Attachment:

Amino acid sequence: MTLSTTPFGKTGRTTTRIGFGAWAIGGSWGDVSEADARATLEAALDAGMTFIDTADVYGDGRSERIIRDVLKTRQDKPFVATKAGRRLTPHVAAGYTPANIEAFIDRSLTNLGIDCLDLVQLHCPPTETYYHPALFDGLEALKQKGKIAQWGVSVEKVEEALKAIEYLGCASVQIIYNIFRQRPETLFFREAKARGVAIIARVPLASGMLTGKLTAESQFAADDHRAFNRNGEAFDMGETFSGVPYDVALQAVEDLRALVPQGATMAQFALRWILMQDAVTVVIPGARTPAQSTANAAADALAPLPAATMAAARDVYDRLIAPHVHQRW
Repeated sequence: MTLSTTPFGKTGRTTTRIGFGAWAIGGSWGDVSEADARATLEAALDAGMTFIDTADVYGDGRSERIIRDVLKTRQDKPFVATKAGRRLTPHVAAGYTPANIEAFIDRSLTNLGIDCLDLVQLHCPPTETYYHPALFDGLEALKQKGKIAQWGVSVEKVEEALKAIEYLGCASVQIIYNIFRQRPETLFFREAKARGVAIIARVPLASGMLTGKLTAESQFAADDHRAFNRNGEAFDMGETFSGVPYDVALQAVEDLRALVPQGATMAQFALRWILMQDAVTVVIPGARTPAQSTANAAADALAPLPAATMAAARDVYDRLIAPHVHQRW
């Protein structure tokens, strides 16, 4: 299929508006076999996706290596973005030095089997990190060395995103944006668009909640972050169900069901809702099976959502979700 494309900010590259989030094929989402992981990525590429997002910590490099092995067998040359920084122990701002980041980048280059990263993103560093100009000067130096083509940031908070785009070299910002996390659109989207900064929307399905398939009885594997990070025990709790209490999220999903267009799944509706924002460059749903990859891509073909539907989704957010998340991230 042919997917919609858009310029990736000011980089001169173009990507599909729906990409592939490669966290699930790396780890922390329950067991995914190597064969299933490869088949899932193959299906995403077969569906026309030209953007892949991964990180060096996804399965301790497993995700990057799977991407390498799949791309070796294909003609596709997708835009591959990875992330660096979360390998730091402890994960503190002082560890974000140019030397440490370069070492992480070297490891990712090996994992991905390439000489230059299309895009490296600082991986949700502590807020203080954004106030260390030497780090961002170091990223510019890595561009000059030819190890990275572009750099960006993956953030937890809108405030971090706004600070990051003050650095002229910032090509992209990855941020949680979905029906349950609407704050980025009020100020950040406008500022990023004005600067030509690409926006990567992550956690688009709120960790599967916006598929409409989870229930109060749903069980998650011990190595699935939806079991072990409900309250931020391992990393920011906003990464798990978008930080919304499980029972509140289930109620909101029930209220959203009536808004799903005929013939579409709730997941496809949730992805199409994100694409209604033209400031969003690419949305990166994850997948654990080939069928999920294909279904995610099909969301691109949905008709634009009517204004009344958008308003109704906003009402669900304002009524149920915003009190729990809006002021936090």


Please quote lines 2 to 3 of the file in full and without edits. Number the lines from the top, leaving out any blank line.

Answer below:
Repeated sequence: MTLSTTPFGKTGRTTTRIGFGAWAIGGSWGDVSEADARATLEAALDAGMTFIDTADVYGDGRSERIIRDVLKTRQDKPFVATKAGRRLTPHVAAGYTPANIEAFIDRSLTNLGIDCLDLVQLHCPPTETYYHPALFDGLEALKQKGKIAQWGVSVEKVEEALKAIEYLGCASVQIIYNIFRQRPETLFFREAKARGVAIIARVPLASGMLTGKLTAESQFAADDHRAFNRNGEAFDMGETFSGVPYDVALQAVEDLRALVPQGATMAQFALRWILMQDAVTVVIPGARTPAQSTANAAADALAPLPAATMAAARDVYDRLIAPHVHQRW
């Protein structure tokens, strides 16, 4: 299929508006076999996706290596973005030095089997990190060395995103944006668009909640972050169900069901809702099976959502979700 494309900010590259989030094929989402992981990525590429997002910590490099092995067998040359920084122990701002980041980048280059990263993103560093100009000067130096083509940031908070785009070299910002996390659109989207900064929307399905398939009885594997990070025990709790209490999220999903267009799944509706924002460059749903990859891509073909539907989704957010998340991230 042919997917919609858009310029990736000011980089001169173009990507599909729906990409592939490669966290699930790396780890922390329950067991995914190597064969299933490869088949899932193959299906995403077969569906026309030209953007892949991964990180060096996804399965301790497993995700990057799977991407390498799949791309070796294909003609596709997708835009591959990875992330660096979360390998730091402890994960503190002082560890974000140019030397440490370069070492992480070297490891990712090996994992991905390439000489230059299309895009490296600082991986949700502590807020203080954004106030260390030497780090961002170091990223510019890595561009000059030819190890990275572009750099960006993956953030937890809108405030971090706004600070990051003050650095002229910032090509992209990855941020949680979905029906349950609407704050980025009020100020950040406008500022990023004005600067030509690409926006990567992550956690688009709120960790599967916006598929409409989870229930109060749903069980998650011990190595699935939806079991072990409900309250931020391992990393920011906003990464798990978008930080919304499980029972509140289930109620909101029930209220959203009536808004799903005929013939579409709730997941496809949730992805199409994100694409209604033209400031969003690419949305990166994850997948654990080939069928999920294909279904995610099909969301691109949905008709634009009517204004009344958008308003109704906003009402669900304002009524149920915003009190729990809006002021936090």